Australia sees tech future with India

May 5, 2000

A new report has urged the Australian government to work more closely with India in the development of information technology products.

The report by Australia's overseas export organisation Austrade and accountants Ernst & Young said Australia and India should pool resources for mutual gain, such as selling IT wares in other Asian markets.

Australia's IT and communications sector earned A$4.9 billion (Pounds 1.8 billion) in export revenue in 1997-98, more than that generated by traditional exports such as iron ore, wool and wheat.

But India's IT industry is now worth A$8.5 billion a year and the country is said to have the second largest scientific workforce in the world after the US.

The report said scientists in India and Australia both spoke English and occupied time zones that were better for dealing with the rest of Asia than those of Europe or America.

The report said that since the 1980s, Indian universities had co-operated to provide high-quality IT courses whose graduates could compete with anyone from Europe, the US or Australasia. This collaboration had been a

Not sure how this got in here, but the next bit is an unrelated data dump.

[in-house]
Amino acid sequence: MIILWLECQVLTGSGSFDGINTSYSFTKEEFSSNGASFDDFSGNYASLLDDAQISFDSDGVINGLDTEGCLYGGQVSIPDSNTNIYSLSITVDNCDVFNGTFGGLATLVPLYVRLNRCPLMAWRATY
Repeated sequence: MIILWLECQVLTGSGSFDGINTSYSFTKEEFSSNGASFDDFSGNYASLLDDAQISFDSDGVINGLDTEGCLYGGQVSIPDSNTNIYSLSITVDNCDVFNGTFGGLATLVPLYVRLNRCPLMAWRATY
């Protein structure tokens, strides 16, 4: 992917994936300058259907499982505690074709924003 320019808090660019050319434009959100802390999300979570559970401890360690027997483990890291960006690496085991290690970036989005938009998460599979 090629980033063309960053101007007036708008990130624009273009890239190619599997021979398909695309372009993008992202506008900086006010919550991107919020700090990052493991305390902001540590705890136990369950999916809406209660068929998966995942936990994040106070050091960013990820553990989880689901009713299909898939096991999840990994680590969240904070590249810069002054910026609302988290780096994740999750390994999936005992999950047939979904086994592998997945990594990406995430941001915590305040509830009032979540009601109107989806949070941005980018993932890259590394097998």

startling success and, despite an initial brain drain of PhDs, many Indians had returned and contributed to the growth of local companies.

Australia's ties with India are traditionally good, and there is also a strong Indian student community studying IT in Australia. Last year, more than 3,000 Indian students were studying in Australian universities.

The report said the growth in this area would result in long-term ties between the technology industries of the two countries. Australia is also a job market for Indians who graduated from the country's colleges.

"A lot of the technology skills that are evolving there, which in the past would have probably been snapped up by the US, mean Indians are now looking more to Australia as a place where they can have just as good opportunities in building their skills. Australia is beginning to be recognised as a leader in technology as well," an Ernst & Young spokesman said.

India was one of the only countries in the region to record positive growth in its IT sector immediately following the 1997 currency crisis in Asia.

Computer sales in India are growing by more than 30 per cent a year and there are now several million internet users across the country.


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